ARTECHOUSE image by Hasnain Bhatti
As we approach the one year anniversary of that fateful day of November 9, 2016, it bears repeating that the post-election hysteria had people threatening to avoid at all costs a D.C. that had a White House occupied by…you-know-who. But seriously, it’s still our capital, kids – and these days a significantly more interesting one at that.
At the first sign of autumn, we rode the (Amtrak) rails down to the majestic Union Station, only to find it was actually still pretty balmy in D.C. – perhaps due to all the hot air being produced in the halls of Congress. But the city has plenty to be excited about: an awesome new concert venue, Anthem, from the 9:30 Club people (upcoming shows include St. Vincent, Morrissey and Erykah Badu); a fascinating new subterranean cultural space, Dupont Underground, in an abandoned trolley station near Dupont Circle; and, what we were especially excited for, the reopening of the Smithsonian’s Freer|Sackler gallery of Asian art.
For three days took in as much food and culture as the physics of time would allow. Here’s what we did.
The name says it: this playfully stylish hotel sits majestically amidst all those grandiose international embassies – though it aesthetically roundly rejects the stuffy pomp of some of the city’s more trad sleeps. Indeed, there’s an adult game room (challenge a politically ideological foe to some fierce foosball or ping pong), a grab-and-go coffee bar, the casual chic Station Kitchen + Cocktails, and easily the city’s grooviest rooftop bar scene, complete with poolside partying. (And yoga/meditation programs for speedy morning recovery.) Rooms have regal blue-and-yellow color schemes and dazzling skyline views. The hotel also hosts silent disco in the bar (full disclosure: as longtime clubbers, we admit to finding this concept a bit awkward), and it was packed out on a recent Saturday night.
It makes sense that technology has enough cultural frisson to now warrant its own dedicated galleries. And the whimsically cool ARTECHOUSE hosts exhibitions that tend to be quite visually striking – but perhaps also remind that tech maybe isn’t quite the same as dada, Abstract Expressionism and Jean-Michel Basquiat. Opening November 10 is Kingdom of Colors, an immersive experience conceived by French filmmaker Thomas Blanchard and artist Oilhack, with a soundtrack by composer Leonardo Villiger.
As America’s relationship to Asia grows more complex by the hour (including threats of, erm, nuclear conflict), it’s surely advisable to brush up on that continent’s glittering history at the Smithsonian’s newly relaunched and most buzzed about gallery. But seriously, don’t come here with your thinking cap on too tightly – rather, bask in the sheer aesthetic majesty of centuries of Japanese, Korean, Chinese, Himalayan and Islamic art and artifacts. Current exhibitions include Encountering the Buddha: Art + Practice Across Asia, and a little less seriously, Divine Felines: Cats of Ancient Egypt. Don’t miss the Peacock Room.
This is one of those sorts of museums we’re particularly fond of, as it’s like visiting the stately home of an exceedingly cultivated art collector friend (one who happens to own Rothkos, de Koonings and van Goghs). The current exhibition, Renoir and Friends: Luncheon of the Boating Party, contextualizes the proto-Impressionist’s most exalted painting in terms of the art, society and fashion of its times.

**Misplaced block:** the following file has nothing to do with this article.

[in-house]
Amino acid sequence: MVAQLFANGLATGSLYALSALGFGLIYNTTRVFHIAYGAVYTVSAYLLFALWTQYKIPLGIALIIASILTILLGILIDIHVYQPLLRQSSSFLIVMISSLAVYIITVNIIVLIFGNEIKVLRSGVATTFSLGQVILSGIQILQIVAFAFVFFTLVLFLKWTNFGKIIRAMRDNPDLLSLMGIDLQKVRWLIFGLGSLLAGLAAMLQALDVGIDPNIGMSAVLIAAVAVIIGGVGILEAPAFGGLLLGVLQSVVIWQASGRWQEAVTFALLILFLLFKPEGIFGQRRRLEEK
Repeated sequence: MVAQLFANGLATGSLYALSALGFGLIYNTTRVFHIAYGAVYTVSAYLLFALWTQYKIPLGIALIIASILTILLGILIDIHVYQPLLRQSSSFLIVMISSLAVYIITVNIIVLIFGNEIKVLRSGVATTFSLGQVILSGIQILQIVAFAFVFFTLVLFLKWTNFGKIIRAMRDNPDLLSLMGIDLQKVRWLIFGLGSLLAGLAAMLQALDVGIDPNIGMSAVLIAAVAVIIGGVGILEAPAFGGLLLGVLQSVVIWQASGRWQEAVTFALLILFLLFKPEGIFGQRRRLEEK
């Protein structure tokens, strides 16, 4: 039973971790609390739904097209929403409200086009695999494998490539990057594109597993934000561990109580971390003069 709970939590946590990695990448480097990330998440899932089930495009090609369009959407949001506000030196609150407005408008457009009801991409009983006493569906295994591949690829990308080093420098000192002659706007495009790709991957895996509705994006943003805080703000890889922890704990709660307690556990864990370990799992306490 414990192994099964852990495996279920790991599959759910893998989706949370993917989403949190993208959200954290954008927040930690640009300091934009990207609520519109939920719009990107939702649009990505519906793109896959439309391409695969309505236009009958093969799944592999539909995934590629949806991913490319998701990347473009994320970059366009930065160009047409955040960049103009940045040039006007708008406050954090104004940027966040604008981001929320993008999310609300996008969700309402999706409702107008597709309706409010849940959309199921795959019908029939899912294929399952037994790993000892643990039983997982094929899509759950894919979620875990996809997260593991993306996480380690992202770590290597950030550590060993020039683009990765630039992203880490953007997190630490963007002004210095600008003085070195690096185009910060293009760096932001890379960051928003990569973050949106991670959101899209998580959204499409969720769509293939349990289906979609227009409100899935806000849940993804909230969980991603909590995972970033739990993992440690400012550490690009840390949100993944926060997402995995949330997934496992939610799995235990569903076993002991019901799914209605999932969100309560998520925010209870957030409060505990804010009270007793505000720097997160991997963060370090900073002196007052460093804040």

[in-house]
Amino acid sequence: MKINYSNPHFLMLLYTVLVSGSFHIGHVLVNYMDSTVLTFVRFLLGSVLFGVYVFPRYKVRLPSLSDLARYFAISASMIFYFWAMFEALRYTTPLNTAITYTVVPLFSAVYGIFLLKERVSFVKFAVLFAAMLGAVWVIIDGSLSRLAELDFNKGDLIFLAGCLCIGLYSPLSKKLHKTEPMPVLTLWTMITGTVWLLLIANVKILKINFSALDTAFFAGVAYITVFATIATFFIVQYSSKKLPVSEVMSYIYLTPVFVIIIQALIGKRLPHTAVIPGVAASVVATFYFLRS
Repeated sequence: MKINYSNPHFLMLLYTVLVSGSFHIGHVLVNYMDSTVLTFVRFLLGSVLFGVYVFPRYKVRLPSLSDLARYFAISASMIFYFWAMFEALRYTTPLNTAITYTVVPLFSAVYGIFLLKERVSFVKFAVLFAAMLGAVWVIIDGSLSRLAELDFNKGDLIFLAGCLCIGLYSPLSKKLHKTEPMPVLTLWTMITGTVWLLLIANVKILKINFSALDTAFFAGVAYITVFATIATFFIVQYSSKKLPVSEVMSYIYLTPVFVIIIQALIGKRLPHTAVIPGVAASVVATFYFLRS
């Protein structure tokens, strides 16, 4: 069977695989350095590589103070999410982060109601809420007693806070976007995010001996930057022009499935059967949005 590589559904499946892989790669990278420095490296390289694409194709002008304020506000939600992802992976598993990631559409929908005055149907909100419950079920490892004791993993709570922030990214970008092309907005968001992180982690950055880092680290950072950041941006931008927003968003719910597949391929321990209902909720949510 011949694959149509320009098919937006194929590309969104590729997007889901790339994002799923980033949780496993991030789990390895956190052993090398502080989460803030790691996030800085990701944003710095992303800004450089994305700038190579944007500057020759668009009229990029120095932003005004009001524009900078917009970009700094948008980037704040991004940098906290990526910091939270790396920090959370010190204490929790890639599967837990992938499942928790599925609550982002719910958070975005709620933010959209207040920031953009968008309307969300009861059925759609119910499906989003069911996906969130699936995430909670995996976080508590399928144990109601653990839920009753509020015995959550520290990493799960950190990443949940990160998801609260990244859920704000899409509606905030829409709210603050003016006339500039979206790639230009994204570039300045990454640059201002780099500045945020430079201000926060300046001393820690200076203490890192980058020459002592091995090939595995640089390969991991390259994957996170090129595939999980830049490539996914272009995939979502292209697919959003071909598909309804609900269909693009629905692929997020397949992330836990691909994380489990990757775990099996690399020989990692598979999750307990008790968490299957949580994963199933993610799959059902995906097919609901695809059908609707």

We’re not sure if the name is intended to provoke – but the programming certainly does. This radical little community arts center in a now wildly reimagined 1886 Baptist church hosts perception-challenging performances and exhibitions, including the recent female-focused Superfierce. Check the schedule for the latest happenings.
Okay, everyone’s got a farmer’s market now. But the Wall Street Journal actually named this one of the best in the country. (And that includes places where there are actual farms, obviously.) It’s also just half a block from the Embassy Row Hotel – so you can stock up on farmstead cheeses, gluten-free pastries, perhaps even a few seafood empanadas, and have a brunch bash back at the hotel’s lobby or game room.
The Embassy Row’s trendy-fun lobby bar and restaurant does a daily special served in a bowl designed by students from the Corcoran School of Art & Design – and a portion of the price is donated to So Others Might Eat. The positive side of global warming? You’ll likely still be able to dine on the hotel’s colorful terrace (with an impressive view of the Indonesian embassy) until at least Christmas.
We’ve never even attempted to hide our Belgophilia – so this hip Belgian eatery was surely one of our favorite discoveries. And since Brussels is the EU capital, you might just find yourself rubbing shoulders with a visiting Eurocrat or two here. Brunch is a scene for mussels, Green Eggs Belga and, of course, Broodje met Gegrilde Zalm (that’s a roasted salmon sandwich, for those of you who never bothered to learn Flemish). The signature creation is called a Doffle (think: waffle-ized Cronut), which is so decadent it could spark a revolution.
This is different. It’s got the Yosemite Sam name (“Sufferin’…”), and serves down home, though somewhat culinarily elevated Southern cooking from chef Edward Lee…but in the breathtakingly grandiose setting of the landmarked former Equitable Bank – which actually looks sort of like the once home of a baroque-era Austrian nobleman (book a table on the mezzanine for full-effect). The deviled eggs are killer, and the chicken & waffles and fried green tomatoes with cornbread are elegantly presented and every bit as good as they sound. Succotash is also nirvana for whisky aficionados.
Image by Clarence Butts